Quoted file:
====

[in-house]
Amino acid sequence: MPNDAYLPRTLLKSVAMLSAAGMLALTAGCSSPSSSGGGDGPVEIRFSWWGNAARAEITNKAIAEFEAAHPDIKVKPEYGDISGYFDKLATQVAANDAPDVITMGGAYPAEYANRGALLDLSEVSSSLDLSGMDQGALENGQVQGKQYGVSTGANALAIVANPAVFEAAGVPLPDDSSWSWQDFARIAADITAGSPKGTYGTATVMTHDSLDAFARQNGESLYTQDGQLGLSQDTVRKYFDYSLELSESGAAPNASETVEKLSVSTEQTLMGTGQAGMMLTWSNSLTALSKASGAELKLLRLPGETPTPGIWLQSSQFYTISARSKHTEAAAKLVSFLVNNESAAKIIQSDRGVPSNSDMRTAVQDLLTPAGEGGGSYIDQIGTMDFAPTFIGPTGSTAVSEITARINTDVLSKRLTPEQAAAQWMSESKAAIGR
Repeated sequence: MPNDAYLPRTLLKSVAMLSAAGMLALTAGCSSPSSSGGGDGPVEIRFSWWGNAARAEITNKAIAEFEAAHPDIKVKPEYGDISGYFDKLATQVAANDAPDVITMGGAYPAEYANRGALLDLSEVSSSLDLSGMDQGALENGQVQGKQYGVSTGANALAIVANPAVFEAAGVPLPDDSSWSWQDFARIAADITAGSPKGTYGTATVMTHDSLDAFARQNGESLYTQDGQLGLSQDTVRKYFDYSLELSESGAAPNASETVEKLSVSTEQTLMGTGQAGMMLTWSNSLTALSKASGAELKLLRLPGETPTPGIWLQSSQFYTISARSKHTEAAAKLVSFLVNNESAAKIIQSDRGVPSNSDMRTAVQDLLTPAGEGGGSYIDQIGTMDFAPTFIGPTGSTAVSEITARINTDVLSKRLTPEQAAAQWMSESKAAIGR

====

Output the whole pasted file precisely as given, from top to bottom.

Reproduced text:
[in-house]
Amino acid sequence: MPNDAYLPRTLLKSVAMLSAAGMLALTAGCSSPSSSGGGDGPVEIRFSWWGNAARAEITNKAIAEFEAAHPDIKVKPEYGDISGYFDKLATQVAANDAPDVITMGGAYPAEYANRGALLDLSEVSSSLDLSGMDQGALENGQVQGKQYGVSTGANALAIVANPAVFEAAGVPLPDDSSWSWQDFARIAADITAGSPKGTYGTATVMTHDSLDAFARQNGESLYTQDGQLGLSQDTVRKYFDYSLELSESGAAPNASETVEKLSVSTEQTLMGTGQAGMMLTWSNSLTALSKASGAELKLLRLPGETPTPGIWLQSSQFYTISARSKHTEAAAKLVSFLVNNESAAKIIQSDRGVPSNSDMRTAVQDLLTPAGEGGGSYIDQIGTMDFAPTFIGPTGSTAVSEITARINTDVLSKRLTPEQAAAQWMSESKAAIGR
Repeated sequence: MPNDAYLPRTLLKSVAMLSAAGMLALTAGCSSPSSSGGGDGPVEIRFSWWGNAARAEITNKAIAEFEAAHPDIKVKPEYGDISGYFDKLATQVAANDAPDVITMGGAYPAEYANRGALLDLSEVSSSLDLSGMDQGALENGQVQGKQYGVSTGANALAIVANPAVFEAAGVPLPDDSSWSWQDFARIAADITAGSPKGTYGTATVMTHDSLDAFARQNGESLYTQDGQLGLSQDTVRKYFDYSLELSESGAAPNASETVEKLSVSTEQTLMGTGQAGMMLTWSNSLTALSKASGAELKLLRLPGETPTPGIWLQSSQFYTISARSKHTEAAAKLVSFLVNNESAAKIIQSDRGVPSNSDMRTAVQDLLTPAGEGGGSYIDQIGTMDFAPTFIGPTGSTAVSEITARINTDVLSKRLTPEQAAAQWMSESKAAIGR